The world is a stage for singer/songwriter Roy


Murray Leith and Jo Laing

WITH the lockdown still upon us, we at Glasgow Irish Bands And Gigs thought it would be a good time to get up close and personal and find out a bit more about some of the singers and bands whose contribution is so valued. This month we caught up with well-travelled and much-respected Roy Buckley (above).

Who or what inspired you to get into the music industry?
I have been around music my entire life. I come from a family of singers and songwriters going back a couple a generations—singing songs from Ireland and beyond is all I ever wanted to do. My mother bought me my first guitar when I was 9 years old and I began playing in traditional music and ballad sessions since when I was 14 years old. As a teenager I used to spend all my pocket money collecting the albums of many of my folk heroes—Luke Kelly, Jim McCann, Paddy Reilly, Liam Clancy, Finbar Furey, Christy Moore and groups like The Dubliners, The Fureys, The Clancys, Stockton’s Wing, all of them! I went out gigging as a solo artist at the age of 17 when my dad bought me my first PA system.

How would you describe the music you typically create?
My latest single was classed as folk, contemporary folk or singer/songwriter on the download and streaming sites, I suppose that’s accurate.

You have performed with some fantastic artists. If you could collaborate with any musical artist who would it be and why?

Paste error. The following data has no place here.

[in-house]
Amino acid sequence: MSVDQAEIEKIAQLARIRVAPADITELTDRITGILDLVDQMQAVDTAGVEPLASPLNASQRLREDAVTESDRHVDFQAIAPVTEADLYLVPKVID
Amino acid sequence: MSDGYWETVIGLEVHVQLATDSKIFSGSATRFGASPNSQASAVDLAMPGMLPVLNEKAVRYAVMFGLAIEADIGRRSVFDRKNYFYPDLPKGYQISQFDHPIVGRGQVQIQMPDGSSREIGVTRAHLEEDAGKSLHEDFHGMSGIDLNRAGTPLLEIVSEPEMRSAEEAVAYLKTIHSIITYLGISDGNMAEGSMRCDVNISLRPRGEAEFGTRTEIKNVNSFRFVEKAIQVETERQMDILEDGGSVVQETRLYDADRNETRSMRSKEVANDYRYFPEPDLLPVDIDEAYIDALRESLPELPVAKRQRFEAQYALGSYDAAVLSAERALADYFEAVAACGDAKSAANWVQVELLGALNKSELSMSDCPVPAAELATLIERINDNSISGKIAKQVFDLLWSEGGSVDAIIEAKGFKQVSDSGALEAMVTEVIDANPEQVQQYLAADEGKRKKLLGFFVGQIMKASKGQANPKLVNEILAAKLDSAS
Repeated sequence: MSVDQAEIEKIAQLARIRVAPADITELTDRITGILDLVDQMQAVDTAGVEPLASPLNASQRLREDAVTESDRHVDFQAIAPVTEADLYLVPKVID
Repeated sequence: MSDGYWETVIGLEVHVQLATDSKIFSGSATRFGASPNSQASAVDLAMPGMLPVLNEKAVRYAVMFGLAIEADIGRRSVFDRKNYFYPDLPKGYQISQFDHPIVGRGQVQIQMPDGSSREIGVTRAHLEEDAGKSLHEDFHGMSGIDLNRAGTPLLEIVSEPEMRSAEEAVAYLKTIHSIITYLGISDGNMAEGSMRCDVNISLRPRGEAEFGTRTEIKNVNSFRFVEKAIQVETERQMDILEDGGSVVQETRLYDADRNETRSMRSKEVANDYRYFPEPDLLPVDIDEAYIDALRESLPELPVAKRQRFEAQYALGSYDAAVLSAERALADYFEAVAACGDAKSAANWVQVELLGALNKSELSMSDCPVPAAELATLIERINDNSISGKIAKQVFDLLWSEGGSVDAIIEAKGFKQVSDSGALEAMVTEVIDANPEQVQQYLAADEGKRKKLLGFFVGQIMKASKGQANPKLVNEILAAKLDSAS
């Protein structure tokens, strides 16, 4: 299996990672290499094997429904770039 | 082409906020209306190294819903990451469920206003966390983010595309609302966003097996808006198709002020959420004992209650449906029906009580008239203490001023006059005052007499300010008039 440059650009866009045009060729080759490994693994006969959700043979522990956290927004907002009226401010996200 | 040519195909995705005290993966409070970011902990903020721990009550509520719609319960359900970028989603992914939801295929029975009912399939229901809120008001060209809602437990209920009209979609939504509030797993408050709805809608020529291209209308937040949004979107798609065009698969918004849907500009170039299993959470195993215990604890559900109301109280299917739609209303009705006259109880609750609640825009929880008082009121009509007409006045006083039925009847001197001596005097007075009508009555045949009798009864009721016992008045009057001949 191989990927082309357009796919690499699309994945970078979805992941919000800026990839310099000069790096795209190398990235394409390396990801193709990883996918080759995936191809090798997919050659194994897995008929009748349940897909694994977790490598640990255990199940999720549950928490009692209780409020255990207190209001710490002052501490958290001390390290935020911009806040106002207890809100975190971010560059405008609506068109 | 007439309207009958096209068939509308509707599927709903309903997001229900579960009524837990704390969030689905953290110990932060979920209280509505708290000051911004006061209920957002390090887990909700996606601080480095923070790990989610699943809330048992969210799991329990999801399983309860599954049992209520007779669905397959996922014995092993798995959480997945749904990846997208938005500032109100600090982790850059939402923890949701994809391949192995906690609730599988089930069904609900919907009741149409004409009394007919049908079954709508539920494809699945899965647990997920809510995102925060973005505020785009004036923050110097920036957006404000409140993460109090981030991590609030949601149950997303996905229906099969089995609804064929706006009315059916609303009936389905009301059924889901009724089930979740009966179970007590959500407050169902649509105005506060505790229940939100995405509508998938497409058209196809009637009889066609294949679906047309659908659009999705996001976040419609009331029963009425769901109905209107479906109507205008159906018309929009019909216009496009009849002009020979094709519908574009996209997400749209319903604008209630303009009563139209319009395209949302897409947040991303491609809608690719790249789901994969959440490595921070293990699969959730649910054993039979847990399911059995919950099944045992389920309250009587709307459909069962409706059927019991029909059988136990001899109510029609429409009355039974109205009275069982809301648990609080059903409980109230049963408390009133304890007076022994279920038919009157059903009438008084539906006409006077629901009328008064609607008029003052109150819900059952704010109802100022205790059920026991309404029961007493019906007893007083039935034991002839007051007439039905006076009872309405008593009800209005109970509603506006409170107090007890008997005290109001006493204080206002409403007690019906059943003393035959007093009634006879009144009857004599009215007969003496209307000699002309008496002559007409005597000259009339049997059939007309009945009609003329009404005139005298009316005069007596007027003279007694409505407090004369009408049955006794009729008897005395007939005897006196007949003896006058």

I have been very fortunate in my career to have performed with and worked with lots of legendary Irish artists like Phil Coulter, Pete St John, Finbar Furey, Liam Reilly, Mike Hanrahan and more, but I would have loved the opportunity to collaborated with Ronnie Drew, Luke Kelly or Liam Clancy because of the indelible mark they left on folk music. I really enjoy talking to songwriters and other artists about their songs and life in music, it’s why I set up The Song Collector Podcast with Irish radio ace PJ Coogan (Cork’s 96fm). We chat with Irish legends like Christy Dignam, Finbar Furey, Phil Coulter, The High Kings, Mike Hanrahan, The Black Donnellys and others about their journey in music.

You have played in some fantastic venues what has been your favourite and why?
Again, my music life has brought me to so many stages all over the world, from Murphy’s Rock in Ballyvolane to Holland, Norway, London, New York and Washington DC. Some of the most memorable times for me have been playing the Cork Opera House for the first time in 2009 with Finbar Furey, another is bringing Phil Coulter to play on my Song Collector Sessions concert series for the first time, and another memory that springs to mind is performing The Fields of Athenry with the man who wrote it, Pete St John, on board the Jeanie Johnston Famine Ship in 2016. One final one would be my first time touring the USA with world record-breaking guitarist Dave Browne.

What would you be doing now if it wasn’t for your music career?
I honestly don’t know, I love being around people so I would probably be working in some sort of job that has me interacting with the public. It’s hard to imagine myself doing anything outside of music though, so I think I would be involved in some aspect of the music industry or the performing arts, maybe acting.